This week's premieres

photo: Continental Film

Something's Gotta Give (Milovať je zábavné) - Romantic comedy by Nancy Meyers. As usual, Jack Nicholson plays his charming self. But this time it is blatantly obvious, as he plays Harry, an aging playboy with a penchant for younger women. After suffering a heart attack at the home of his young girlfriend's mother (Diane Keaton), he finds himself, for the first time ever, attracted to a woman his own age. But his young and virile doctor (Keanu Reeves) begins to develop similar feelings.

Secret Window (Tajomné okno) - Thriller by David Koepp. In this adaptation of a Stephen King story,

photo: Itafilm

Johnny Depp plays an accomplished writer who has moved to the country to escape from his messy divorce. Shortly thereafter, a strange man (John Turturro) pays him a visit and accuses him of stealing a story from him. Bad things start happening. Maria Bello, Timothy Hutton, and Charles Dutton also star. But let's be honest: The brooding Depp and the manic Turturro are two of the finest actors we have. The more screen time they share, the better.

Hidalgo (Oceán ohňa) - Adventure by Joe Johnston. The biggest star to emerge from the recent film adaptation of The Lord of the Rings (LOTR) was unquestionably the perpetually scruffy, well-chiselled

photo: Saturn Entertainment

Viggo Mortenson (Aragorn), whose first post-LOTR starring role is in Hidalgo. He plays Frank T Hopkins, a cavalry rider who has taken part in some of the bloodiest Native American battles in the Wild West. After growing tired of this, he decides to take his trusted horse, Hidalgo, to the Middle East to participate in a deadly race across the desert from Arabia to Iraq. Does the film capitalize on the West's currently muddled attitude towards the Middle East? Hard to say. But, in addition to Mortenson, it has one other major thing working in its favour: the presence of world-class bridge player Omar Sharif, who in his spare time has starred in some of the greatest films ever made (Lawrence of Arabia, Doctor Zhivago).

Other movies playing

photo: Tatrafilm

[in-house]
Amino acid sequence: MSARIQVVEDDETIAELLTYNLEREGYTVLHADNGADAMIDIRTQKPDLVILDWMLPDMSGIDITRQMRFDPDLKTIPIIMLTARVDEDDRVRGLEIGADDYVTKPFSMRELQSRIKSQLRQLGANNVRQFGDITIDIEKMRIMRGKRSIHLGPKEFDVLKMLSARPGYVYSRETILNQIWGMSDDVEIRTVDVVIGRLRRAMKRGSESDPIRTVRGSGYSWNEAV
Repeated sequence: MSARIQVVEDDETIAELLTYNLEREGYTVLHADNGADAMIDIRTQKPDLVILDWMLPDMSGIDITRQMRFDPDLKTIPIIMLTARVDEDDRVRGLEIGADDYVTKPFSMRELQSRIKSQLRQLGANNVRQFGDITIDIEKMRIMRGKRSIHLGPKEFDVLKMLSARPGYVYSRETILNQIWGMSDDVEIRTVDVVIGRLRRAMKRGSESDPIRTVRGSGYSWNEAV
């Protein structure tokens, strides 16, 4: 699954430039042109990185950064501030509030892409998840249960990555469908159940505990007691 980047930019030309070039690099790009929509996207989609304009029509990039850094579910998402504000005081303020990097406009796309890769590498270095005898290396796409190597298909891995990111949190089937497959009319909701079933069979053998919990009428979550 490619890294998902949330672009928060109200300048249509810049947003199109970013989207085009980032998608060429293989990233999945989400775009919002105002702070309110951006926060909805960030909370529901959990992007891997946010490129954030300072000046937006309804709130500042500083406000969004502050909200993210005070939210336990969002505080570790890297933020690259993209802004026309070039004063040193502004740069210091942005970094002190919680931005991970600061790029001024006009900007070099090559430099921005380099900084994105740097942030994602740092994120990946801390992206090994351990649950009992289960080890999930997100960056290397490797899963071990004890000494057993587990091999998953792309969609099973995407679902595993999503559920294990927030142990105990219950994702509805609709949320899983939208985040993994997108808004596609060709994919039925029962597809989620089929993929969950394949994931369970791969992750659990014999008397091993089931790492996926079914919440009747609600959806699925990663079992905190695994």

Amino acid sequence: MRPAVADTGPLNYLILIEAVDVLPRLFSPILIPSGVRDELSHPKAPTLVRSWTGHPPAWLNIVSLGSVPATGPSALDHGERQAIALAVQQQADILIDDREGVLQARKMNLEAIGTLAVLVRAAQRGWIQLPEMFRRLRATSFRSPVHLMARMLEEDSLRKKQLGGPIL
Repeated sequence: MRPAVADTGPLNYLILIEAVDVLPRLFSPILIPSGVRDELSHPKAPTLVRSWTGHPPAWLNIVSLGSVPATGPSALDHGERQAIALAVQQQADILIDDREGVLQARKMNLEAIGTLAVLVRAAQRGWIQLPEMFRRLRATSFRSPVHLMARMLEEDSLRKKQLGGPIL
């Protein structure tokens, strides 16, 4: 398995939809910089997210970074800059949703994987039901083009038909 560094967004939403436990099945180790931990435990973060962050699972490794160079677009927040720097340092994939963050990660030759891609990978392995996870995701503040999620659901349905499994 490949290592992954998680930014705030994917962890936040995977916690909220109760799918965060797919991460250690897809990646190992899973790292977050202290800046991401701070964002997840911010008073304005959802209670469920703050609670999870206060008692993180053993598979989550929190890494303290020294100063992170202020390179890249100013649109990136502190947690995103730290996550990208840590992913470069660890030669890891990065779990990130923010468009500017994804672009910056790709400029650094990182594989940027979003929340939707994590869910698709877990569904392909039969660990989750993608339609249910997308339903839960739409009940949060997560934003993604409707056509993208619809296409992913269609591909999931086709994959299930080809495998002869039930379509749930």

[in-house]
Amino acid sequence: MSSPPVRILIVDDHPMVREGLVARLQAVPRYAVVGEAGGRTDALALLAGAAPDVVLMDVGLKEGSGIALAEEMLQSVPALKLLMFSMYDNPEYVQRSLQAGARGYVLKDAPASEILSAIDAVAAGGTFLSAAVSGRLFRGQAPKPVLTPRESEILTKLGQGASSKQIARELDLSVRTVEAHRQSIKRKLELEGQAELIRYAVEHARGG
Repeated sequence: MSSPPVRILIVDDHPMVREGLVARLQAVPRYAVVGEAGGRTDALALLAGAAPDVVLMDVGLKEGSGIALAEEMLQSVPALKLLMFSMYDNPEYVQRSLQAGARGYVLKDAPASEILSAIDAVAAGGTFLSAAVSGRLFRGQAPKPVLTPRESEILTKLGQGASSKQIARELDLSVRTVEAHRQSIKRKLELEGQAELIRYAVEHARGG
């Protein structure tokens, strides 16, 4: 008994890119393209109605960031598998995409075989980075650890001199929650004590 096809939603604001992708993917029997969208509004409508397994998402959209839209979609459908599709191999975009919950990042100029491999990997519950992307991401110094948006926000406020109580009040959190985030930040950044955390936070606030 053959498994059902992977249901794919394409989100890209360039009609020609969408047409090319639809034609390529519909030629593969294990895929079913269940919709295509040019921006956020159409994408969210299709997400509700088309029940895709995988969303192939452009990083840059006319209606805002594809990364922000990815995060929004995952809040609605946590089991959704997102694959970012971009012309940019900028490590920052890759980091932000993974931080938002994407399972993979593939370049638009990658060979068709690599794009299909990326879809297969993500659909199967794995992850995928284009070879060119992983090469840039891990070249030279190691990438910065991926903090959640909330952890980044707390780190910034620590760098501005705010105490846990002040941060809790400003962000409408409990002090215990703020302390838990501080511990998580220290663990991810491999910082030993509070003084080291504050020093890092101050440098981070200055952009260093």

The Runaway Jury (Porota) - Drama/Thriller by Gary Fleder. Yet another film based on a novel by John Grisham (The Firm, The Pelican Brief), expect high courtroom drama, ruthless characters, and a tense build-up to the climax. Dustin Hoffman and Gene Hackman appear in their first film together, as legal adversaries, and John Cusack and Rachel Weisz play people doing things that good jurors are not supposed to do.

The Texas Chainsaw Massacre (Texaský masaker motorovou pílou) - Horror by Marcus Nispel. A remake of one of the greatest horror films of all time, this one has a hard act to follow. Because it's produced by Michael Bay, the current king of empty, bloated Hollywood action, one can be sure that it will bear little resemblance to the clever, simultaneously funny and frightening low-budget original. But, though there's certainly a big difference between great teen horror and bad teen horror, it's always at least somewhat fun.

photo: Tatrafilm

Along Came Polly (Riskni to s Polly) - Romantic comedy by John Hamburg. Ben Stiller's latest foray into neuroticism has its moments, but does little to distinguish itself from the rest of his like-minded films. It's ultimately the characters that surround him that are worth noting, though Jennifer Aniston is once again merely the love interest and Philip Seymour Hoffman goes through this one with his eyes closed. It's Alec Baldwin's gleeful turn as Stiller's boss that steals the show and leaves one begging for more... of him, at least.

Calendar Girls (Hore bez) - Comedy drama by Nigel Cole. This true story of middle-aged Englishwomen who become famous by removing their clothes for a charity calendar struggles when it tries to

photo: Saturn Entertainment

create drama. But the immense charm of its actresses prevails, making it a cute way to argue that age does not matter. Helen Mirren, as always, is an absolute delight.

Scooby-Doo 2: Monsters Unleashed (Scooby-Doo 2: Príšery vypustené)- Comedy/Mystery by Raja Gosnell. The justly beloved cartoon series about an excitable mystery-solving dog and his four human companions, returns to the silver screen in live-action/animated form. The first film provoked wildly differing responses (largely negative) and this one has been received even less enthusiastically. Fortunately, one can be sure that this film will not take itself too seriously (or at all, for that matter).

Mambo Italiano - Comedy drama by Émile Gaudrealt. In the wake of recently successful ethnic romantic comedies (Monsoon Wedding, Bend it Like Beckham, and - last and most certainly least - My Big Fat Greek Wedding) comes this tale of Italian immigrants in Montreal. Angelo (Luke Kirby) desperately wants to move out of his parents' house. But the traditional Italian couple (Paul Sorvino and Ginette Reno) are appalled by the idea of one of their own leaving home before getting married. The situation is slightly more complicated than the parents realise, however: The still closeted Angelo wants to move in with his boyfriend.

Prepared by Jonathan Knapp

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